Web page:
Beijing on Thursday protested British Prime Minister Gordon Brown's plans to meet the Dalai Lama in May as it faces criticism for its handling of protests in the Himalayan region.
"China is seriously concerned" and urged Brown not to offer support to Tibet's exiled spiritual leader, Foreign Affairs Ministry spokesman Qin Gang said in Beijing, according to the official news agency Xinhua.
Qin repeated Beijing's assertions that the Dalai Lama had organized and incited riots in the Tibetan capital of Lhasa that began Friday against Chinese rule.
"As we have repeatedly pointed out, Dalai is a political refugee engaged in activities of splitting China under the camouflage of religion," Qin charged.
The Dalai Lama rejected those accusations Tuesday, saying from India that he and the Tibetan government-in-exile remained committed to non-violence and that he would step aside as the Tibetan leader if Tibetans chose a path of violence.
He also called for an independent inquiry into the violence between Chinese forces and Tibetan pro-independence demonstrators, which was touched off by the 49th anniversary of the failed uprising in Tibet against Chinese rule on March 10.
The central government has confirmed 13 deaths during rioting Friday in Lhasa, and the Tibetan government in exile said it had confirmed the death of at least 80 people there. Exile groups have also reported deaths in violence in other parts of Tibet as well as outside the region.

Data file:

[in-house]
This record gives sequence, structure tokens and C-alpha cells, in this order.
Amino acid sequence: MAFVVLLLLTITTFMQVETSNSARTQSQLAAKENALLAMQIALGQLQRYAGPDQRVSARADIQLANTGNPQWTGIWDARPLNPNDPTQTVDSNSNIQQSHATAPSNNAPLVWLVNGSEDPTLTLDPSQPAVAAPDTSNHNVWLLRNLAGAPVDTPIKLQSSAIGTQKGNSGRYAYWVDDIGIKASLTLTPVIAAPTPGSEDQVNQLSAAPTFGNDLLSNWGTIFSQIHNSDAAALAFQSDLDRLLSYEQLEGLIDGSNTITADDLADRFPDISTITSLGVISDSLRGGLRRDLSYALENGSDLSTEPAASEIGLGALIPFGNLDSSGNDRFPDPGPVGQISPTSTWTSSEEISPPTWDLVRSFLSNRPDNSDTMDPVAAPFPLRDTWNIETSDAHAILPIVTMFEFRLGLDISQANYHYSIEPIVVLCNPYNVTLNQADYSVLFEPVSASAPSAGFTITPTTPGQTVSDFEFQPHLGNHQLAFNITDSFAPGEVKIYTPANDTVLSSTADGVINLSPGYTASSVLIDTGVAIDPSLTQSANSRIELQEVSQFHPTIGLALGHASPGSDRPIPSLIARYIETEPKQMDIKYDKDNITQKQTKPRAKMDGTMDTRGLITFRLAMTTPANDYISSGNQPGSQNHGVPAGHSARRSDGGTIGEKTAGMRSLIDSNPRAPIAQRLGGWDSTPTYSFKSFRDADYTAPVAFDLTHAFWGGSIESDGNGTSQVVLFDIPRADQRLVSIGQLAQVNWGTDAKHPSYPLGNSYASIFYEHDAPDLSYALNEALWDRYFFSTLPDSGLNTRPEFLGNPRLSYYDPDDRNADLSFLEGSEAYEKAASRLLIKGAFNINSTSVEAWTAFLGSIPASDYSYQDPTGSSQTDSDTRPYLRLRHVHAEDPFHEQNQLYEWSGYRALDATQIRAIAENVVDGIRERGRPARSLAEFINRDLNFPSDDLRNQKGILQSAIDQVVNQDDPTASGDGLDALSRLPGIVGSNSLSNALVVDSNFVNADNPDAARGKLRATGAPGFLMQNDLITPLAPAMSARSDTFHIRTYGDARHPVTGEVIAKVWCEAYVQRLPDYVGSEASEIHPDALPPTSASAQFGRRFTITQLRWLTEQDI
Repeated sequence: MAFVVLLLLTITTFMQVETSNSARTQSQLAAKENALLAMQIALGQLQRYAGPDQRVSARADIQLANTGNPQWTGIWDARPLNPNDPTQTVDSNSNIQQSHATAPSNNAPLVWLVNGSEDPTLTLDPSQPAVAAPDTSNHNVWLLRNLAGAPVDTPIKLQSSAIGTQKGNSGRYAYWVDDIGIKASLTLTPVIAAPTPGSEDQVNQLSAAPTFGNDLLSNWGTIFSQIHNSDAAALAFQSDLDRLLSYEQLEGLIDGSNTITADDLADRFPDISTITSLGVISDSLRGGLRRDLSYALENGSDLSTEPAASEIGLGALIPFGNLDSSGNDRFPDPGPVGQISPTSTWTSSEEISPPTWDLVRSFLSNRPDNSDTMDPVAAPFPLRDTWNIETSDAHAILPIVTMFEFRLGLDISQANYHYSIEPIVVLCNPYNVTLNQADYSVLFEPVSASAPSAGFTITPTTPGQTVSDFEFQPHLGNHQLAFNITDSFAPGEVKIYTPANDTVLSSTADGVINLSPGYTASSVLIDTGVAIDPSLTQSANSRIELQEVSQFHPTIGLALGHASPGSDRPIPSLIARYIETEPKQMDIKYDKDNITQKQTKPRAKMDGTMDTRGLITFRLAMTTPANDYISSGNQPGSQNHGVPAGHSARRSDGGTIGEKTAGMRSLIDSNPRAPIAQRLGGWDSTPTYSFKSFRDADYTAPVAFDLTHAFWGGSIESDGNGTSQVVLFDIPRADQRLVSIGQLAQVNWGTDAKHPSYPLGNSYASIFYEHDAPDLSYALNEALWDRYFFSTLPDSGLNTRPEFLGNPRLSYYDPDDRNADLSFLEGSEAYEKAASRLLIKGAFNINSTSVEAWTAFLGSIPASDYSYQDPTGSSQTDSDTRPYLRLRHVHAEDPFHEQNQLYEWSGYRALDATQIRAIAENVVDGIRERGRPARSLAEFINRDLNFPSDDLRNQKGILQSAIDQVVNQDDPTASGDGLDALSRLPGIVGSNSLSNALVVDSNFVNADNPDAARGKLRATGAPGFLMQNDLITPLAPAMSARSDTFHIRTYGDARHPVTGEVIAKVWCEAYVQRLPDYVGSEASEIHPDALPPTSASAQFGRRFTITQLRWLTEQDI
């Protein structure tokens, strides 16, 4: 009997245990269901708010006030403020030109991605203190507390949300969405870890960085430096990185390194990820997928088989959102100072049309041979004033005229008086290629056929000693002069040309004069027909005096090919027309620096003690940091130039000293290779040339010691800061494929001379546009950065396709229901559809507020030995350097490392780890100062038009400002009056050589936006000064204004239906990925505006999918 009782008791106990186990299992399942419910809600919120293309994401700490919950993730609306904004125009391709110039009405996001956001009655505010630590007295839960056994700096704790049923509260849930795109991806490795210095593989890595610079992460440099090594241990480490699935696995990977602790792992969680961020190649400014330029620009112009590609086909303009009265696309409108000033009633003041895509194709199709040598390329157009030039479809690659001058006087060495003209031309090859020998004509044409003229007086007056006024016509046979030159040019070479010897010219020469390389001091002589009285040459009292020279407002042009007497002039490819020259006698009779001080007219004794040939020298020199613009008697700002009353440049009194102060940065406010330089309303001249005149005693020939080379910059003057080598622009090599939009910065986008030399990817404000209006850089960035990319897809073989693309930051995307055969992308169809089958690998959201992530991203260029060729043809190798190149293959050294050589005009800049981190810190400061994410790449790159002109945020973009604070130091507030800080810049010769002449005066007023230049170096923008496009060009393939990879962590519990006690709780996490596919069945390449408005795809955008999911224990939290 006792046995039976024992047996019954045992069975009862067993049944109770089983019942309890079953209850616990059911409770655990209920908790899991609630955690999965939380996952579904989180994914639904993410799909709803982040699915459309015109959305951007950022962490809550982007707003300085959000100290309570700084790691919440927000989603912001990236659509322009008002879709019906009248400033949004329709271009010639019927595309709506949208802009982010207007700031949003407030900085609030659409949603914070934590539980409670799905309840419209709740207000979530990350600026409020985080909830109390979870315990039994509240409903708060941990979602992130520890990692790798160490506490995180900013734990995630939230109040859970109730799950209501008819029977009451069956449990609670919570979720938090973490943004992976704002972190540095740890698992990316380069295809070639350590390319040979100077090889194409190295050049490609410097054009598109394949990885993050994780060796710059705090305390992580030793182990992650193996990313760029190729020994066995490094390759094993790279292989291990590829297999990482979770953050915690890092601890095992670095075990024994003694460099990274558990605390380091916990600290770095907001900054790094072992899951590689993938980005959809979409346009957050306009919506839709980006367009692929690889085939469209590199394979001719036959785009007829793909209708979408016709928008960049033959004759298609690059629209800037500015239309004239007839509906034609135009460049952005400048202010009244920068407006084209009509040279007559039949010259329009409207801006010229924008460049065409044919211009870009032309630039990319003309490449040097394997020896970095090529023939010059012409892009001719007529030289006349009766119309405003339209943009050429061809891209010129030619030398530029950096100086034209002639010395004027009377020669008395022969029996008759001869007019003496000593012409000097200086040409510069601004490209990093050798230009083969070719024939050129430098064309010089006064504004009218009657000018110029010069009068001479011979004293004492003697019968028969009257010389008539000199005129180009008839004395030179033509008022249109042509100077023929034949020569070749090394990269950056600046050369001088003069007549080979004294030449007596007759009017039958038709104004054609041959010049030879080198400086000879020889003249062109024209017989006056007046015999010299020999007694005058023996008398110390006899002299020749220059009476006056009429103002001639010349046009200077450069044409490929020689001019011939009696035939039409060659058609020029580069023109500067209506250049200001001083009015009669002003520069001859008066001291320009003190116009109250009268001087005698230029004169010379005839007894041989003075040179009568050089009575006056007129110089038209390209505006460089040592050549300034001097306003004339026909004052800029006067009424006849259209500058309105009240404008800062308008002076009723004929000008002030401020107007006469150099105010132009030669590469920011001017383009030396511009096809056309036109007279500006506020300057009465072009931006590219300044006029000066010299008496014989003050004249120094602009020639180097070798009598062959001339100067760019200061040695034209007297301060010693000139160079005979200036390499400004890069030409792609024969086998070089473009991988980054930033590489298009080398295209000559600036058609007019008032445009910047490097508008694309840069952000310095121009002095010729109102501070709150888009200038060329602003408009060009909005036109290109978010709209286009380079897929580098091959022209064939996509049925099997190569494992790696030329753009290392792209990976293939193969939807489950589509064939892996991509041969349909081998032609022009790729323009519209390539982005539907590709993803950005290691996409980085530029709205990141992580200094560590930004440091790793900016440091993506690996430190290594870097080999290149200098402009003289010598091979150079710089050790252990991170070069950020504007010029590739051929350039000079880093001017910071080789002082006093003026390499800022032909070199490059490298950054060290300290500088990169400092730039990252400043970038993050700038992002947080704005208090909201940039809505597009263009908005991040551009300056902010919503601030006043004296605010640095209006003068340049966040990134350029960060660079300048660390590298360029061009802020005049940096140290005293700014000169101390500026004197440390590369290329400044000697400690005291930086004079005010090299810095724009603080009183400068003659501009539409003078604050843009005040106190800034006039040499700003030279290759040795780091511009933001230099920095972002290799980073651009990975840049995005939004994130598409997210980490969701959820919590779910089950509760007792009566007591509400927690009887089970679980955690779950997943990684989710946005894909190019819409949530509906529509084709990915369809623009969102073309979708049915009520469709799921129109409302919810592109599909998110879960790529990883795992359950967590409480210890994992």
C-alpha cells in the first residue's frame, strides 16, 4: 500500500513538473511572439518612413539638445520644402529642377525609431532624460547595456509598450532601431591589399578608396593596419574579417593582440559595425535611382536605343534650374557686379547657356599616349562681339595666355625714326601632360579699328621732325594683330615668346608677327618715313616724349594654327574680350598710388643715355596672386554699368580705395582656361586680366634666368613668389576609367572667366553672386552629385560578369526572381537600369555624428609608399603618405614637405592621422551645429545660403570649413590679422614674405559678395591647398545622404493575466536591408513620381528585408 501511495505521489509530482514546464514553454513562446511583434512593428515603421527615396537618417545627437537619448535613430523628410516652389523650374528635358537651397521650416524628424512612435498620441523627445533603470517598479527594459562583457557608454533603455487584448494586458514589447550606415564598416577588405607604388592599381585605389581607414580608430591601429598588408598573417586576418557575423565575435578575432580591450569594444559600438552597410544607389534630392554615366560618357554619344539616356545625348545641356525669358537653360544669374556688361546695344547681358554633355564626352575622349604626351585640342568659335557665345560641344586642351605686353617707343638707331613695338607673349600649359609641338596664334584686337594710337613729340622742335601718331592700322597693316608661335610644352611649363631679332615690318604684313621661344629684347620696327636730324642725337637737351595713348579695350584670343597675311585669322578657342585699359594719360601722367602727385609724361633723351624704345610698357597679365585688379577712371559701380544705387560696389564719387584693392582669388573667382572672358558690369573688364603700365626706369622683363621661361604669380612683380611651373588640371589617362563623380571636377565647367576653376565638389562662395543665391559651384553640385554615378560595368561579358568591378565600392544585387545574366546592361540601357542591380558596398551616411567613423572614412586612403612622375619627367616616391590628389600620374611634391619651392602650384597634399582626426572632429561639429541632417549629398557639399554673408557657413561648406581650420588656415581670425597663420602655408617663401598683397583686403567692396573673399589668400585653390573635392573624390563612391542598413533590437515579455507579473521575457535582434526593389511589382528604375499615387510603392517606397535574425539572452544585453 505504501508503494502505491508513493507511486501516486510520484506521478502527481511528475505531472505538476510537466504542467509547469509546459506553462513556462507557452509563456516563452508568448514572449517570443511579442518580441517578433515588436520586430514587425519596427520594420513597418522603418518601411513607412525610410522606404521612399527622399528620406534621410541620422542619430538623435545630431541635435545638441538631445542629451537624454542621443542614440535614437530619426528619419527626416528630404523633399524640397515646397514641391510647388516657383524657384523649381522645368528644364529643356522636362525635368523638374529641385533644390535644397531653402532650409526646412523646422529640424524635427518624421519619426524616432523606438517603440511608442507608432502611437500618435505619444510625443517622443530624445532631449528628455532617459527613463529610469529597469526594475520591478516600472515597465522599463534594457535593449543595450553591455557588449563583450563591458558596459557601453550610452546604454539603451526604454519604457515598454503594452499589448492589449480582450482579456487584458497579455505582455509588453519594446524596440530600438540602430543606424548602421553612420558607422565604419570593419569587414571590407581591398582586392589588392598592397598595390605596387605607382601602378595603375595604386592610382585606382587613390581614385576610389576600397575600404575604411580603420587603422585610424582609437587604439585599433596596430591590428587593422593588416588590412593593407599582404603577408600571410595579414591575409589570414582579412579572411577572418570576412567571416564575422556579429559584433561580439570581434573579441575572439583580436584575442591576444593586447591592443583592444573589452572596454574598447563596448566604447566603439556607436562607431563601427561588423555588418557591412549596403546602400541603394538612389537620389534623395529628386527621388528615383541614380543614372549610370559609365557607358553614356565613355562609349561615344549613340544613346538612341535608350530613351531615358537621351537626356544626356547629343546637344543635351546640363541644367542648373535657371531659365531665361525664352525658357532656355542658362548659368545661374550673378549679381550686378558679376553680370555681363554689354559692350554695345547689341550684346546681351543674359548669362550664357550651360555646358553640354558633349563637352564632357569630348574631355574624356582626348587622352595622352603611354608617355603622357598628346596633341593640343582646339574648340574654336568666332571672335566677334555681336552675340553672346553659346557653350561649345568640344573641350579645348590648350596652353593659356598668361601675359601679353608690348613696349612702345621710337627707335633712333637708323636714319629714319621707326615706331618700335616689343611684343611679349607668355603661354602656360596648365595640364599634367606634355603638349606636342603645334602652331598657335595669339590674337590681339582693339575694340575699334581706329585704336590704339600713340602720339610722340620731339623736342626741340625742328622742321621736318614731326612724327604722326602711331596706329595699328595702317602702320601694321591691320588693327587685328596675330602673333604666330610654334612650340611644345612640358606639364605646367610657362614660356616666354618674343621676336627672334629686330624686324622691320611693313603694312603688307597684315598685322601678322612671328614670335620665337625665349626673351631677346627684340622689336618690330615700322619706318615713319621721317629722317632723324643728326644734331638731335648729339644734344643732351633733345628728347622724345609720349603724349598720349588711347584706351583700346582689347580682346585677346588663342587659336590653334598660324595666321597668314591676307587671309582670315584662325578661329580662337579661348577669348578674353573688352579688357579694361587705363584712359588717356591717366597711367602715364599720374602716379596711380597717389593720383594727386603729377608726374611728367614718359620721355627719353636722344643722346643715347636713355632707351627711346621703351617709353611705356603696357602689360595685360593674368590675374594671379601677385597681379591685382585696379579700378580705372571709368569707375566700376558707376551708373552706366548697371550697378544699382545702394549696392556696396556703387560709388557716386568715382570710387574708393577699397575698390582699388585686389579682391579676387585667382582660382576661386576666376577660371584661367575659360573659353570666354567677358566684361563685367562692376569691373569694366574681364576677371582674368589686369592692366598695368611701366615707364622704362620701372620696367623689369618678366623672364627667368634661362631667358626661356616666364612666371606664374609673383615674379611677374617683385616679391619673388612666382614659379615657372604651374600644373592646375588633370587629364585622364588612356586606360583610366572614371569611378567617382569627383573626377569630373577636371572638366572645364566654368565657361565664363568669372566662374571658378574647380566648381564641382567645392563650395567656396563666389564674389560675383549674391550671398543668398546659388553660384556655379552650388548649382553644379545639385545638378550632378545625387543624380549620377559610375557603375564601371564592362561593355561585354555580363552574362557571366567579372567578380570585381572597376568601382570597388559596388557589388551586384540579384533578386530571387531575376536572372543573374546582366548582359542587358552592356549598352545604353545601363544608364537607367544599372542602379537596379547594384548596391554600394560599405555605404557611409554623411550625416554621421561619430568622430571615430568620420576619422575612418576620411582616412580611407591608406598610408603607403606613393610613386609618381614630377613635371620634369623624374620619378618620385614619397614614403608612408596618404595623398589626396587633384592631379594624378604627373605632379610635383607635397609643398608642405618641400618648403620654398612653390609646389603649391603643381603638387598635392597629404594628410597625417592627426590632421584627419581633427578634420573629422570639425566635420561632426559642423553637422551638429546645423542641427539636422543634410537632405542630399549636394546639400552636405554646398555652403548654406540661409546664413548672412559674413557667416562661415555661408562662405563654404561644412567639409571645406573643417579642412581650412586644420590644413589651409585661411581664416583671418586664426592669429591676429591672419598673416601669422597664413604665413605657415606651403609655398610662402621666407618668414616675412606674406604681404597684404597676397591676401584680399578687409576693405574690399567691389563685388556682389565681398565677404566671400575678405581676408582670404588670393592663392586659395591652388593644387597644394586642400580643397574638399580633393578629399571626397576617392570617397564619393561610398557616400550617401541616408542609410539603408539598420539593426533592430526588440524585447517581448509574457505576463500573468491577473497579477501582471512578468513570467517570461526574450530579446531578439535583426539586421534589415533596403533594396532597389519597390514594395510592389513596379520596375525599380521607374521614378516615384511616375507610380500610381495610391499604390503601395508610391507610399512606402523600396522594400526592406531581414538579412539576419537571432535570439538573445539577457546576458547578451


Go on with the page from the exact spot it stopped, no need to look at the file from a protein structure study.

Brown, speaking in Parliament Wednesday, said he would meet with the Dalai Lama when the Nobel Peace Prize winner visits London.
Brown added that he had a telephone conversation with Chinese Prime Minister Wen Jiabao, who told him he was ready to enter into a dialogue with the Dalai Lama if the spiritual leader says he does not support the independence of Tibet and renounces violence.
The Dalai Lama has publicly renounced independence in favour of maximum autonomy and religious freedom for Tibet within China, but Beijing continues to accuse him of seeking independence and blames him for the lack of dialogue.
Claims by supporters of the Dalai Lama that they wanted peaceful dialogue were "nothing but lies," Wen said at a press conference Tuesday.
Tibet activists greeted Brown's decision to meet with the Dalai Lama.
China has criticized other world leaders who have met with the 72-year-old, including US President George W Bush and German Chancellor Angela Merkel last year.